The Darkest Tales from Black Hat

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By: R. Scott Raynovich

Las Vegas -- The first thing you need to know is that pretty much everything is hackable, whether it's a pacemaker or an industrial control gateway controlling a dam. The second thing you need to know is they are out there trying to get into the device right now. 

The Black Hat conference features security briefings and demonstrations of current threats. This year's Black Hat conference in Las Vegas was bigger than ever, bringing together more than 17,000 cybersecurity experts from around the world. The Black Hat format includes hacking demonstrations and research "briefings" designed to highlight security vulnerabilities and solutions. 

There was a lot of interesting material, but here are the ones I found most striking:

Your insulin pump may be hacked. Billy Rios, founder of Whitescope, and Jonathan Butts, CEO of QED presented research detailing how medical devices such as insulin pumps and pacemakers have radio vulnerabilities. They demonstrated a hack into an insulin pump using radio components purchased on eBay. Rios expressed frustration that they have presented detailed vulnerability information to many medical device manufacturers, but the industry has been slow to respond and in many cases companies have even declined help or are moving slowly to provide security patches to the devices. 

When the grid goes down. In a briefing titled, "Breaking the IIoT: Hacking industrial Control Gateways," Thomas Roth, security researcher and founder of leveldown security, presented information on the vulnerabilities of industrial control gateways, which control everything from power grids to traffic lights. These devices are increasingly being targeted for attacks and driving fears that 2018 could feature a large attack on critical infrastructure.  Roth showed that industrial control gateways from most vendors have significant security shortcomings and are not secure enough to be used in critical infrastructure.

There were other presentations showing threats to infrastructure. For example, security researcher Daniel Crowley from IBM X-Force Red and security researcher Jennifer Savage from Threatcare showed how Internet of Things (IoT) gateways controlling something such as a dam could be easily taken over. These devices have many vulnerabilities in smart-city implementations. 

"Certainly exposing smart city technology to the internet, without any sort of restriction on who can connect to it, that I'd call a configuration mistake," Crowley told eWeek. "These things shouldn't be exposed to the entire world."

Goin' Cryptophishin'. Cisco’s Artisom Holub, senior security research analyst, and Austin McBride, threat analytics researcher at Cisco, presented a briefing detailing the sophistication of cryptocurrency phishing attacks in which criminals have placed ads on Google and directed people to very detailed replicas of cryptocurrency trading platforms such as Coinbase and Binance to collect login credentials so that they can steal or manipulate cryptocurrencies. They showed how cryptocurrency hackers can take over trading platforms to pump and dump large volumes of cryptocurrency for profit. Crypto phishing and cryptojacking operations are getting more sophisticated and likely to expand as popularity of cryptocurrencies grows, said McBride.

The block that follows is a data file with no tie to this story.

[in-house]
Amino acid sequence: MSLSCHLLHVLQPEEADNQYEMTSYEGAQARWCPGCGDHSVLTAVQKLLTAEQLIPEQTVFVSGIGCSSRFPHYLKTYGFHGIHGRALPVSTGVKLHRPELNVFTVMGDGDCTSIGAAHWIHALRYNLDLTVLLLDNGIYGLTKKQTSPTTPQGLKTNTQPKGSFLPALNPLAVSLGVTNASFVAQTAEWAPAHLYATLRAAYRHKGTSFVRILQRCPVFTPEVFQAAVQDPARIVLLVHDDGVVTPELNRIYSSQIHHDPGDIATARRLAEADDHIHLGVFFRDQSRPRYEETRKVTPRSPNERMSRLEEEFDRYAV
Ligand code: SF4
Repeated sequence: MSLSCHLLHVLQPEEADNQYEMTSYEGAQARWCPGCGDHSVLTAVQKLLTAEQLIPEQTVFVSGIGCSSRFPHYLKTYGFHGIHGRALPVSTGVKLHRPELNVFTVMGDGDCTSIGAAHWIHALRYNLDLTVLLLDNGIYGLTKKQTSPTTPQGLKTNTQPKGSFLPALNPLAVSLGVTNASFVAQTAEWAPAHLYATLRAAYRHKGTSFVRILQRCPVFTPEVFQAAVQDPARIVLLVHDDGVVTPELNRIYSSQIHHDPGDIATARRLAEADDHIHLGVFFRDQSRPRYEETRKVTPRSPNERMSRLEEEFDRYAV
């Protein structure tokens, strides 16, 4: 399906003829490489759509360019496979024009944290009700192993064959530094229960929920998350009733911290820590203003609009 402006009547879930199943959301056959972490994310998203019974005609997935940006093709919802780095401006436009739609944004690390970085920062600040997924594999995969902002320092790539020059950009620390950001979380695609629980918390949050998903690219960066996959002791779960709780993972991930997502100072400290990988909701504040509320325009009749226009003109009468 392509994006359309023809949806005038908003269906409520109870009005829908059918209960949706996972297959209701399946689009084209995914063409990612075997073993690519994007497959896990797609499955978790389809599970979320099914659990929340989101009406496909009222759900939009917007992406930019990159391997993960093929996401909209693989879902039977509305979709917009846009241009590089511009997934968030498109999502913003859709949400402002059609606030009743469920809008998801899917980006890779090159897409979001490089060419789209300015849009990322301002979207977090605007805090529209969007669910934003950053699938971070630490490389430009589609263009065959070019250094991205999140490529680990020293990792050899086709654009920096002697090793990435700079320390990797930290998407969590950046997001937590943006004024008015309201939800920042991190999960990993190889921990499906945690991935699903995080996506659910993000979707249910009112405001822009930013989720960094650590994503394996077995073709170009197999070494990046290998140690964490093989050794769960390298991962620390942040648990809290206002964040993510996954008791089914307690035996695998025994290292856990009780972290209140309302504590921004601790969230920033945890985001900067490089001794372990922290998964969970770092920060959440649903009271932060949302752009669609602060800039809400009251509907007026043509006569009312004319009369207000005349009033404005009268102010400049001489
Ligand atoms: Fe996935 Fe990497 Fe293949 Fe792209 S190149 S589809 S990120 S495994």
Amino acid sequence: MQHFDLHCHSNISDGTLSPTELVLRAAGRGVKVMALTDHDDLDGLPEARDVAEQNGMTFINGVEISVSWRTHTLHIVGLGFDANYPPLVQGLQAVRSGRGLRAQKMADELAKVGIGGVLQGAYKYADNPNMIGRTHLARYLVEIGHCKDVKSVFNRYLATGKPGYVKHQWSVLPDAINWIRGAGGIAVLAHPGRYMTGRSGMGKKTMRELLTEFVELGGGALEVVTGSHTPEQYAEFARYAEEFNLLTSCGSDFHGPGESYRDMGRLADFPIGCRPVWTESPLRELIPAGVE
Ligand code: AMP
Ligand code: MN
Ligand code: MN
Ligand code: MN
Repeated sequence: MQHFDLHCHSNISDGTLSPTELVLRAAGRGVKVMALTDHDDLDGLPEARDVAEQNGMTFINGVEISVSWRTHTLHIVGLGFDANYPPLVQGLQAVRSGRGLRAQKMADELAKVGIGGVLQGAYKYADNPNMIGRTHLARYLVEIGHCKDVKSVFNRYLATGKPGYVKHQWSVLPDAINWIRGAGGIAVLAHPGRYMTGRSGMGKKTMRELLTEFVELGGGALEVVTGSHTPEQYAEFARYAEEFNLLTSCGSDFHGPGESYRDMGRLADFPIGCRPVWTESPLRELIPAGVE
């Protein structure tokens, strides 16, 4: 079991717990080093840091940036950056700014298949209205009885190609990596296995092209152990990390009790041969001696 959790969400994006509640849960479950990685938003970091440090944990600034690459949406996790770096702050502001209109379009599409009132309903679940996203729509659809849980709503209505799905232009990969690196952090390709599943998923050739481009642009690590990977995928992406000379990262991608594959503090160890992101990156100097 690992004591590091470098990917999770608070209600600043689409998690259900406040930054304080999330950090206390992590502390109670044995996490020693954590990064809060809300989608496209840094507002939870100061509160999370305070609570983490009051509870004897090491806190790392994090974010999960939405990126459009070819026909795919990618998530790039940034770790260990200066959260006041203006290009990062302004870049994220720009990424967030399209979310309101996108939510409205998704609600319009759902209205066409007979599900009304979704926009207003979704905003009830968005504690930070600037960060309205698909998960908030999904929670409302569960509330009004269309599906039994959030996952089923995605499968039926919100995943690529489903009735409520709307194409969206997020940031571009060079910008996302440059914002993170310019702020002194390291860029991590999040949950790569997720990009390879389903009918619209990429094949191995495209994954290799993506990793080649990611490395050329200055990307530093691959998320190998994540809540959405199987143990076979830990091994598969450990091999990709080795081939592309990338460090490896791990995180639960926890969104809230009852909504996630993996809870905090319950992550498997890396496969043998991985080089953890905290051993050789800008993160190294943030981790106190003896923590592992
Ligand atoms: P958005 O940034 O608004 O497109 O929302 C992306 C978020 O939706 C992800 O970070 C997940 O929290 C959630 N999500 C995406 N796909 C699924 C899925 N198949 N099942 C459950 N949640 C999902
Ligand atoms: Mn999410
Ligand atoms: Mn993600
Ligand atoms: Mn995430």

SATCOM security threat. IOActive's Ruben Santamarta has discovered and proven key vulnerabilities and satellite communications (SATCOM) and the aviation industry, including showing how a airline's WiFi system can be hacked during mid-flight to access passenger devices. Now he's concerned that SATCOM hacking techniques could be used to access military or maritime vessels to track military or commercial shipping operations. He believes that NATO military bases in conflict zones are vulnerable through the SATCOM infrastructure.

Overall, the Black Hat conference described a world of multiplying threats, with the defense scrambling to catch up. As devices multiple worldwide, it's only going to get trickier. 

As Jeff Moss, founder of Black Hat, said in the keynote address, the "momentum is on offense." 

The most worrying aspect of demonstrations at Black Hat is that the IoT industry appears to be plowing forward with little regard to cybersecurity threats. Of the billions of IoT devices being connected to the Internet, especially in the consumer realm, its apparent that profit and market share needs are taking a priority over safety needs.